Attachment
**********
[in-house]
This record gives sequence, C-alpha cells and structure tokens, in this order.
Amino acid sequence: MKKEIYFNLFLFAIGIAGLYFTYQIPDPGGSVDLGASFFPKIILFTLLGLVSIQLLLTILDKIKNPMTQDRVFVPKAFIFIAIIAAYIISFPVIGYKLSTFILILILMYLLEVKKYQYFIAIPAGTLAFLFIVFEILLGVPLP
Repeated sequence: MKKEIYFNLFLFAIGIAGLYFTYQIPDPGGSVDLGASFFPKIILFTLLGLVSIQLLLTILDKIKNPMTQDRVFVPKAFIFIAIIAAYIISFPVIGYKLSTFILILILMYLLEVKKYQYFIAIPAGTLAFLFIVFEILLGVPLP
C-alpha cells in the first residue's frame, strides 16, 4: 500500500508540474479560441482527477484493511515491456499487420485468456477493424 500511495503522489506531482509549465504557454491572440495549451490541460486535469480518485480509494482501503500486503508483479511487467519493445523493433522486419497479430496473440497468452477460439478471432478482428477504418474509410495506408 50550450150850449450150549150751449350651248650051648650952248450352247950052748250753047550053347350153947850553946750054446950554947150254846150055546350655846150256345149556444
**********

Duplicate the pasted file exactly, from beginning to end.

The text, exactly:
[in-house]
This record gives sequence, C-alpha cells and structure tokens, in this order.
Amino acid sequence: MKKEIYFNLFLFAIGIAGLYFTYQIPDPGGSVDLGASFFPKIILFTLLGLVSIQLLLTILDKIKNPMTQDRVFVPKAFIFIAIIAAYIISFPVIGYKLSTFILILILMYLLEVKKYQYFIAIPAGTLAFLFIVFEILLGVPLP
Repeated sequence: MKKEIYFNLFLFAIGIAGLYFTYQIPDPGGSVDLGASFFPKIILFTLLGLVSIQLLLTILDKIKNPMTQDRVFVPKAFIFIAIIAAYIISFPVIGYKLSTFILILILMYLLEVKKYQYFIAIPAGTLAFLFIVFEILLGVPLP
C-alpha cells in the first residue's frame, strides 16, 4: 500500500508540474479560441482527477484493511515491456499487420485468456477493424 500511495503522489506531482509549465504557454491572440495549451490541460486535469480518485480509494482501503500486503508483479511487467519493445523493433522486419497479430496473440497468452477460439478471432478482428477504418474509410495506408 50550450150850449450150549150751449350651248650051648650952248450352247950052748250753047550053347350153947850553946750054446950554947150254846150055546350655846150256345149556444